Of course, the movie begins with death. One twin brother kills himself with pills, the other shoots himself in the chest. The latter survives. The film progresses from there—quietly, mysteriously, showing us the fallout of these opening events on the lives of a mother and son, and the suicide survivor Lawrence. We know little of the whos or whys about any of these people, just the whats. It’s a very phenomenological film—confronting us with the realities of things, eschewing a direct contemplation of their meanings.

It’s a very quiet, restrained film. There is no music, no non-diagetic sound. Sometimes all sound is removed for emphasis. The end credits are loudly silent. The camera-work is fluid and handheld, with lots of jump cuts and fragmentary editing, though none of it is pretentious or jarring. It’s beautifully shot, humanely and sympathetically focusing on Mississippi delta mud and puddles and sometimes faces and sunbeams.

But Ballast is more than just a stylistic exercise. It’s a story of how we pull our lives together and make things work, even when everything seems to be going against us. One definition of the word “ballast” is “something that gives stability (as in character or conduct).” And this film is about that. It’s about how unstable characters—each on the brink and about to fall over—manage to get their bearings and build back their lives.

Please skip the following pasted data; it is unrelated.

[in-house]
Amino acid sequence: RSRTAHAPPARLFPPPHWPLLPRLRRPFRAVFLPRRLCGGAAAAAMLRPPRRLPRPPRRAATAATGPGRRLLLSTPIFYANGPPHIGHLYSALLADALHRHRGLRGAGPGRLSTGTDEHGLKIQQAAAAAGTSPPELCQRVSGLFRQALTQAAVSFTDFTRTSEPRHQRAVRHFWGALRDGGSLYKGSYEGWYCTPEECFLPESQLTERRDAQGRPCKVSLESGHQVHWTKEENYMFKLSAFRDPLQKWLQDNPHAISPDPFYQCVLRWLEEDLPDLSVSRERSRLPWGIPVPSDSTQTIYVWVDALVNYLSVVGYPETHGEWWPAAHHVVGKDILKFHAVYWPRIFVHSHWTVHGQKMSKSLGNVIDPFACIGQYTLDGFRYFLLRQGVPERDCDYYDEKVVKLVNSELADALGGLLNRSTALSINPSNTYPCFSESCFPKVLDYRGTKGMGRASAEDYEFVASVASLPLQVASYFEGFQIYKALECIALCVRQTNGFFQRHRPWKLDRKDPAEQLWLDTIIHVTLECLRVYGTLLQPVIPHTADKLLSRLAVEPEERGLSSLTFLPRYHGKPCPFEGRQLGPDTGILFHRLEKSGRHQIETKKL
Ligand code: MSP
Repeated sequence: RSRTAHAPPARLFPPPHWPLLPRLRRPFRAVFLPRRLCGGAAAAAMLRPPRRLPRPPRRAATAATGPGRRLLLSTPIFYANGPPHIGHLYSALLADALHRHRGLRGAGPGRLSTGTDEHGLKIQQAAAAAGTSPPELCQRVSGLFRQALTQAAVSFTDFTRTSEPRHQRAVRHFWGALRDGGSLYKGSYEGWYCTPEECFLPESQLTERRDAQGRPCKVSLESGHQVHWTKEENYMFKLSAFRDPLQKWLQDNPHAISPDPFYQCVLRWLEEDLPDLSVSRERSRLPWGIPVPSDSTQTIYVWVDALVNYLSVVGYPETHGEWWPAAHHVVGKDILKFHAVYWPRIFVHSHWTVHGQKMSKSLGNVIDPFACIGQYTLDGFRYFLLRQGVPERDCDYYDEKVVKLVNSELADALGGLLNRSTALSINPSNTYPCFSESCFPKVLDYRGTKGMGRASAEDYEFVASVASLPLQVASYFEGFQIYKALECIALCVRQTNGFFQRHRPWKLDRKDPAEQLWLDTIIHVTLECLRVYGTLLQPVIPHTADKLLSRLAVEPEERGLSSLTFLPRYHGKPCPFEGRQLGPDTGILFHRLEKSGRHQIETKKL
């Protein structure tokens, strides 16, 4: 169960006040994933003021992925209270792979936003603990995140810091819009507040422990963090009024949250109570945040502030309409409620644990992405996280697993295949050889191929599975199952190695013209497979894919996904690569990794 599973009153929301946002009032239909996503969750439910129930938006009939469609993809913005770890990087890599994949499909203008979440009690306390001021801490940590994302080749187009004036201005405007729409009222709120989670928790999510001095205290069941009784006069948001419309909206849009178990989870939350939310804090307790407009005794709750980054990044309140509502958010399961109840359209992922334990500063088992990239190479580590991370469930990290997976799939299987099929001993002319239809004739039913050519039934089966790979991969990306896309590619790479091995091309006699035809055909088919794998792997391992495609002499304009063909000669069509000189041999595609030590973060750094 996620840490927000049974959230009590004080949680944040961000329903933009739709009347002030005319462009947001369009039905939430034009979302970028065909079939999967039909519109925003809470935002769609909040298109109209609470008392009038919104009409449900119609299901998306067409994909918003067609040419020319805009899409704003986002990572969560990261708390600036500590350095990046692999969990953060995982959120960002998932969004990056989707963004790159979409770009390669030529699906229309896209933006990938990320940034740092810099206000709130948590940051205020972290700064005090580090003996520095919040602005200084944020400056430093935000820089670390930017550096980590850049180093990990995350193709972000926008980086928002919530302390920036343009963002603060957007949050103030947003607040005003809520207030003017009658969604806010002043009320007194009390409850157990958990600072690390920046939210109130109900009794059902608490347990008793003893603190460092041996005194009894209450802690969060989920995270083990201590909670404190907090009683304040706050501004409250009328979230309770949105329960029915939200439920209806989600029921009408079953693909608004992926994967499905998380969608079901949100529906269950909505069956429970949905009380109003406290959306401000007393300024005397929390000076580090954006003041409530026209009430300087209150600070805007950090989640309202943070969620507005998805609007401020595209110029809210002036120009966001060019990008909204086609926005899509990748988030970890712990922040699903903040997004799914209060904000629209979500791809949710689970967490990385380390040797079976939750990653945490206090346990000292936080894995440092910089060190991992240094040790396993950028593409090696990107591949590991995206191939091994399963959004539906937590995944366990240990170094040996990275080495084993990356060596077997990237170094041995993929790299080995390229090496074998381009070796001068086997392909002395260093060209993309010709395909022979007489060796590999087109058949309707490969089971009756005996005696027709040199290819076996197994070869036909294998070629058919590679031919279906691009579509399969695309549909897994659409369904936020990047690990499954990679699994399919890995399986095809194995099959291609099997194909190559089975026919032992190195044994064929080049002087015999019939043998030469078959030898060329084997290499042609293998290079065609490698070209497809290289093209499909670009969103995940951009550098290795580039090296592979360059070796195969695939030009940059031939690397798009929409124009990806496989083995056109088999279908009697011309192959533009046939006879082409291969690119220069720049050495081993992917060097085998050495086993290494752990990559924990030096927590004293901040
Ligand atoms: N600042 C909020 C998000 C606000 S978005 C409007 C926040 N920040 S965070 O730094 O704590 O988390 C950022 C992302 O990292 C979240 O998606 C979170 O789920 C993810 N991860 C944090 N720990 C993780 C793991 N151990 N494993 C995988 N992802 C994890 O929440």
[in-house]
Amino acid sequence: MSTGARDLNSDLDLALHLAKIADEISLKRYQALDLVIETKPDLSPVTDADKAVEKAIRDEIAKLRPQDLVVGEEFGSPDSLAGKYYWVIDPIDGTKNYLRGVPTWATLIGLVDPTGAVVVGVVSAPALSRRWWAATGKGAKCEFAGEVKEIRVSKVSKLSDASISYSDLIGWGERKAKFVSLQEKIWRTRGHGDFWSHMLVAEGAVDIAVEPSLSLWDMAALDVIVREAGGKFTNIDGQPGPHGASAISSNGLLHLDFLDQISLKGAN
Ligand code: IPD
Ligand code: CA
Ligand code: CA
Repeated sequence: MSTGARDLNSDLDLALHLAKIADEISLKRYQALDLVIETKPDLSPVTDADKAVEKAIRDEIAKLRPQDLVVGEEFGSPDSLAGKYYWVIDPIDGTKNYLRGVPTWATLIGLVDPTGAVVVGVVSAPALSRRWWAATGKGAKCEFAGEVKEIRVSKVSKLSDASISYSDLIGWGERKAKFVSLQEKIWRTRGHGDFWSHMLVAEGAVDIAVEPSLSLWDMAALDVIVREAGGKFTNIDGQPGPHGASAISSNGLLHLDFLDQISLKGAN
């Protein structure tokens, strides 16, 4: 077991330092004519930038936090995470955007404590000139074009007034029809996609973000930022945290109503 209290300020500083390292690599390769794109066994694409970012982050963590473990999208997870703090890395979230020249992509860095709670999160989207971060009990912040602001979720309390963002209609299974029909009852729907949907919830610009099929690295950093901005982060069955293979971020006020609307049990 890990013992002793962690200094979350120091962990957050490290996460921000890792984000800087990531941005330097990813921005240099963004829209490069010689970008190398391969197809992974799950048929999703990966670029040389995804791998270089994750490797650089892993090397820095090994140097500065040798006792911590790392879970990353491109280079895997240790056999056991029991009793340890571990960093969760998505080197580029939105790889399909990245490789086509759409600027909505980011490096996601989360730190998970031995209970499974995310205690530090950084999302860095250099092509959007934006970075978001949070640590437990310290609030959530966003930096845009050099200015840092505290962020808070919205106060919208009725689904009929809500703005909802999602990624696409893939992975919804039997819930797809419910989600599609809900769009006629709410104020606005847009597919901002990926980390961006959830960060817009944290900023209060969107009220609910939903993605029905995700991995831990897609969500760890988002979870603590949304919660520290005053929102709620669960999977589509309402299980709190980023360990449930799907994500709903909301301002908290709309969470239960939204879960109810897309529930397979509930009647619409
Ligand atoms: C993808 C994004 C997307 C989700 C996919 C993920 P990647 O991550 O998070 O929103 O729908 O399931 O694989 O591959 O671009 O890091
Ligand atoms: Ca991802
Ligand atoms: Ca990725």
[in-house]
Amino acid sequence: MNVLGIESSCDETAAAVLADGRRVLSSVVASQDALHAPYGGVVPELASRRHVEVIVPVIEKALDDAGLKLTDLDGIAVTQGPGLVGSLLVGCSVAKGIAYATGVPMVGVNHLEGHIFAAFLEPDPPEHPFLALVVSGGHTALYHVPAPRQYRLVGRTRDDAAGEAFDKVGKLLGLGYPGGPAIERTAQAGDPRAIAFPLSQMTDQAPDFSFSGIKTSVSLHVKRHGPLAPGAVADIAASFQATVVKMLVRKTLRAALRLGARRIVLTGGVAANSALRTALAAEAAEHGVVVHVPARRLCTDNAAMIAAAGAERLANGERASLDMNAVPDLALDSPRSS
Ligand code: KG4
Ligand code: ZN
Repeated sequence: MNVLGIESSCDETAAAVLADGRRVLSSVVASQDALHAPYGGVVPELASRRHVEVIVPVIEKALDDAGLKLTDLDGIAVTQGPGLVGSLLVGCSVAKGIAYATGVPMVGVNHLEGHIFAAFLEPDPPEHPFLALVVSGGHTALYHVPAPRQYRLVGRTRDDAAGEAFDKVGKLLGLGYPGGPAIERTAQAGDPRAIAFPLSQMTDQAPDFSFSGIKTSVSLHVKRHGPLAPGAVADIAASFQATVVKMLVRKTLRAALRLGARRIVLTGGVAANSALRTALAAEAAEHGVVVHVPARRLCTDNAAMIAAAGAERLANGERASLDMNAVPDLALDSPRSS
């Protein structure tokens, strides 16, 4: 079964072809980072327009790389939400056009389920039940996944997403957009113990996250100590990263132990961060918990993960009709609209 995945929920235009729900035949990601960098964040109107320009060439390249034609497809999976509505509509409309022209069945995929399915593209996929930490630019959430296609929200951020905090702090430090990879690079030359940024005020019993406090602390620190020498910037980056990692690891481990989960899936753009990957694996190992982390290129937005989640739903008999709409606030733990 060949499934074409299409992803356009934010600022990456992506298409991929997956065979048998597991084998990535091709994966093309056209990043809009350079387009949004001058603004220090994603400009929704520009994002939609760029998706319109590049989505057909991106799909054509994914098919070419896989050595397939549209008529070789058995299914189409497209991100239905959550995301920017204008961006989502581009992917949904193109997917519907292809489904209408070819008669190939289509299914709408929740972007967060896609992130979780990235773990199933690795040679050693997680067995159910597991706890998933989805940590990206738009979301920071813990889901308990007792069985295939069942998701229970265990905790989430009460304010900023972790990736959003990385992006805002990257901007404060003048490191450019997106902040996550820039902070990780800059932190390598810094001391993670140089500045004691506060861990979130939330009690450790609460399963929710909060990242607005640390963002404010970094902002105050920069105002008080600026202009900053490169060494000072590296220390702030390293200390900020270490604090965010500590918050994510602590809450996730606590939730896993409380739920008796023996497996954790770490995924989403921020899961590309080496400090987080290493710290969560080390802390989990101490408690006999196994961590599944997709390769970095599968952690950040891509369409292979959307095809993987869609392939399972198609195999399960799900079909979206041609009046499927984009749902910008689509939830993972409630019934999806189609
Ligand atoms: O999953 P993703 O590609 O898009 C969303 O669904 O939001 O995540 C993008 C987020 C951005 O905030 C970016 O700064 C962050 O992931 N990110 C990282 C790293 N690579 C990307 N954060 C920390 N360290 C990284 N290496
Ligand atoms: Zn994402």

Ballast is a beautiful picture of the durability and persistence of humanity. At first glance it looks like some sort of cruel examination of poor, hapless black people beat down by the system. It is that, in part, but there are no victims or villainous oppressors here, and there are no excuses. The characters are flawed, frustrated, but determined to somehow forge ahead.

I love how this film slowly moves toward hope. Two-thirds of the way through, we start seeing the sun for the first time. Toxic plotlines of the first half of the film (drugs, guns) are largely abandoned and forgotten in the second half. Director Lance Hammer doesn’t bother explaining why his characters make the decisions they make; he doesn’t have to. We already know. Ballast reveals truth about humanity in the way a telescope reminds us of the existence of stars; we never doubt its existence, we just forget how glorious it looks up close.

Why the Long Take?

I’m an unabashed supporter of the long take in cinema (i.e. excruciatingly unending shots), and I recently wrote about it for the new website Into the Hill:

The long take is, in my opinion, the most cinematic of all cinematic devices. It gets to the heart of what cinema is: a series of moving images that captures time as it happens. It has recently been used in gimmicky and show-offy ways (Children of Men, Atonement, etc), albeit to spectacular effect. But the long take is far more than just a tactic for the skillful filmmaker to use and exploit to wow his or her audience. No, the long take is the heart of cinema. Or, at least, it is the heart of cinema’s potential for the transcendent.

Read the rest of the essay here.